Dr Matthew Rimmer is an Australian Research Council Future Fellow, working on Intellectual Property and Climate Change. He is an associate professor at the ANU College of Law, an associate director of the Australian Centre for Intellectual Property in Agriculture (ACIPA), and a director of the Australian Digital Alliance. Dr Matthew Rimmer receives funding as an Australian Research Council Future Fellow working on "Intellectual Property and Climate Change: Inventing Clean Technologies" and a chief investigator in an Australian Research Council Discovery Project, “Promoting Plant Innovation in Australia”.
Posted December 6, 2013
into Politics by John Birmingham
I have a confession to make. I used to read The Australian. A lot. But I don't do that anymore. I done been cured of my wicked ways. If I had to put a definitive terminator on the day I stopped reading The Oz, I guess I'd go for the moment they powered up the pay wall. Previous to that I'd drop in for research purposes, mostly for Blunty, a couple of times a week. But like an alcoholic, shuffling past the entrance to a bar, just to prove that he can, just to prove that he's a better man now, I sometimes… I sometimes… I... Oh God, Iread it because… because I wanted to.
Don't you judge me!
I only read it for the good articles, damn you, the ones by mega-George and Matt Price, may he rest in peace, and a couple of the cricket writers, and Amanda Meade's media column. But nothing else, that was it, honest. If I read a Greg Sheridan op-ed I only did so to critique it to within an inch of its life. Oh, and they had Doonesbury too. Matt died young, and mega-George left, Amanda left, so many of the best voices left that the screeching of the trolls seemed to be all that remained.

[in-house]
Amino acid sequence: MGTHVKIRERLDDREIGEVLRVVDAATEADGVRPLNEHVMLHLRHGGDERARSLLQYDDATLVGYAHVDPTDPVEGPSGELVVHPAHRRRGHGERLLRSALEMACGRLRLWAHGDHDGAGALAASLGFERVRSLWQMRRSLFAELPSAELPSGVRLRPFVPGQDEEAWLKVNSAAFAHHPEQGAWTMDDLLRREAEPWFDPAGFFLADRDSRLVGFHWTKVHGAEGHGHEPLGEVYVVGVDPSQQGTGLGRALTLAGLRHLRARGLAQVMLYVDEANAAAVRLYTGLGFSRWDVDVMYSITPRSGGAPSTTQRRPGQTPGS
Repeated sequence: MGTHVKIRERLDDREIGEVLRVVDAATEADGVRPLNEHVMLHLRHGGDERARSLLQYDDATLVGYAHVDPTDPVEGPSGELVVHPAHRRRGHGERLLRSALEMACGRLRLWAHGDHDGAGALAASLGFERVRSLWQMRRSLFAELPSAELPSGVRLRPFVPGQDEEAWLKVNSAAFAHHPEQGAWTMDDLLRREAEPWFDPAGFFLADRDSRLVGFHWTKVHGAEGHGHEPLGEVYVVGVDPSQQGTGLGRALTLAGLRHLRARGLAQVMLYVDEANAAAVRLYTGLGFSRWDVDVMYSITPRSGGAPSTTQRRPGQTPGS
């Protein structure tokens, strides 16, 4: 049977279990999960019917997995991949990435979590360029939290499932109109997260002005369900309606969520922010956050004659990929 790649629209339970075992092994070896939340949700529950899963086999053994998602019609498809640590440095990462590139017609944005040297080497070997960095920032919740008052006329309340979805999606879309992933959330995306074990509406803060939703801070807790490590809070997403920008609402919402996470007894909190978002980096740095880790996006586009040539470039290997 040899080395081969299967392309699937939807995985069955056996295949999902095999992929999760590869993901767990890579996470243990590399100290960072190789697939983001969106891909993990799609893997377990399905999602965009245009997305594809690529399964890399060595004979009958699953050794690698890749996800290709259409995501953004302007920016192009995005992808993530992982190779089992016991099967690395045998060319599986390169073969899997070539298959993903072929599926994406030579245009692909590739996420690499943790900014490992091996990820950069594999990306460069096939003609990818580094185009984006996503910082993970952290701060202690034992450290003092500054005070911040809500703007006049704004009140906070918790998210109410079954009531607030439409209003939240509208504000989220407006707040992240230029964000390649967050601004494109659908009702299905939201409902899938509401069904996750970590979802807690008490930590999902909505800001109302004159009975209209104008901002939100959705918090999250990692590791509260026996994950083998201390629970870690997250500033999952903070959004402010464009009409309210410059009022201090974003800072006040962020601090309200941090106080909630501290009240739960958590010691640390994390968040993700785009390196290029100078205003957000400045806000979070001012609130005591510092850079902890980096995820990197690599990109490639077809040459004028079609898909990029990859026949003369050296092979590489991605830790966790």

If I'm honest, I stopped reading for anything other than work purposes long before the pay wall. The vicious derp was too great. The inability of the paper's editors to separate reporting from opinion, indeed their daily efforts to frame their deranged opinions as though it was reporting, became too much. It's not just a question of bias. All media is biased. It was the way that the naturally conservative bias of The Australian sickened and twisted into a stunted, toxic homunculus of reportage and rage. It didnt matter in the end how much quality copy they might source from their overseas partners. The septic mess they served up domestically was just too rank and odourous to be borne.
That's why I enjoyed this blog by Ben Jenkins so much. It is every bit a vicious and unfair as any of the shrieking, crack-fueled machete attacks for which the paper has become known. Perhaps even more so. But it's also funnier, much funnier.
It's funnier because it's truthier.
I would run the whole thing here if I could, but that would be wrong. Hit up the link and read it in its full glory. But allow me to steal just a couple of my favorite pars. That's what we do now in journalism. We're all about the stealing:
Today, The Australian published the journalistic equivalent of a clenched fist being shaken at skateboard. You can read it here. It’s got no byline, which is fitting because you get the sense that this article was brought into being not by a single author but by several, who all stood in a circle and wanked into a fax machine. The editorial reads like something drunkenly written on a napkin up the back of the Walkleys while glaring across the room at Latika Bourke.
It’s petty, it’s indignant, it’s self-righteous and it’s angry. It’s also got a kind of haunting and beautiful fragility to it. Like an old man with his bathrobe tangled in a bush.
Posted November 25, 2013
into Politics by John Birmingham
Scored the cover of the Spectator this week. The fourth time I've written about the DSD/ASD spying imbroglio. It's gone on long enough to attract attention overseas, although I suspect China's unilateral declaration of a military air zone over the Senkaku/Diaoyu islands might steal some attention from the international crisis buffs this week.
Anyway, it kicks off thusly:
Who knew that when Tony Abbott promised to focus Australia’s attention away from Geneva and on to Jakarta he actually meant the satellite dishes and microwave antennae of the Australian Signals Directorate? Or that having praised the departing former PM Kevin Rudd for his apology to the Stolen Generation, that Abbott would so soon be digging his heels in, refusing to say sorry with a shell-backed obstinacy that would have done his mentor John Howard proud?